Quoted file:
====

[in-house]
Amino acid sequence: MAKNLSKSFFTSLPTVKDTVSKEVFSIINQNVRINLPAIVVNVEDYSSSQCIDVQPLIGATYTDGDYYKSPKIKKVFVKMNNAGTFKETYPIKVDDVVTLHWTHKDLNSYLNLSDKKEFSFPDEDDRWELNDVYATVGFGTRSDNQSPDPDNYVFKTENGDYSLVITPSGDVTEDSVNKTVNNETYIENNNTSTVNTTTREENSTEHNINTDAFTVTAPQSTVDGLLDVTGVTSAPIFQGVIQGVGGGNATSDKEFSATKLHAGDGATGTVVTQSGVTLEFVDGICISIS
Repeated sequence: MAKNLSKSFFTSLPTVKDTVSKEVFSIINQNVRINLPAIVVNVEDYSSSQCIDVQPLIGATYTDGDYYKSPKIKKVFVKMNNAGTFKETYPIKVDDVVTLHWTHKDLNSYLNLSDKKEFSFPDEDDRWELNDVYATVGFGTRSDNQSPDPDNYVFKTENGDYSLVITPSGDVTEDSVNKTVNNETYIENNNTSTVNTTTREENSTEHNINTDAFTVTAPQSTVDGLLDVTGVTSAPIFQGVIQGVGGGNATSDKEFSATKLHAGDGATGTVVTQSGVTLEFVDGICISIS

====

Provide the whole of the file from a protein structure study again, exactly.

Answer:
[in-house]
Amino acid sequence: MAKNLSKSFFTSLPTVKDTVSKEVFSIINQNVRINLPAIVVNVEDYSSSQCIDVQPLIGATYTDGDYYKSPKIKKVFVKMNNAGTFKETYPIKVDDVVTLHWTHKDLNSYLNLSDKKEFSFPDEDDRWELNDVYATVGFGTRSDNQSPDPDNYVFKTENGDYSLVITPSGDVTEDSVNKTVNNETYIENNNTSTVNTTTREENSTEHNINTDAFTVTAPQSTVDGLLDVTGVTSAPIFQGVIQGVGGGNATSDKEFSATKLHAGDGATGTVVTQSGVTLEFVDGICISIS
Repeated sequence: MAKNLSKSFFTSLPTVKDTVSKEVFSIINQNVRINLPAIVVNVEDYSSSQCIDVQPLIGATYTDGDYYKSPKIKKVFVKMNNAGTFKETYPIKVDDVVTLHWTHKDLNSYLNLSDKKEFSFPDEDDRWELNDVYATVGFGTRSDNQSPDPDNYVFKTENGDYSLVITPSGDVTEDSVNKTVNNETYIENNNTSTVNTTTREENSTEHNINTDAFTVTAPQSTVDGLLDVTGVTSAPIFQGVIQGVGGGNATSDKEFSATKLHAGDGATGTVVTQSGVTLEFVDGICISIS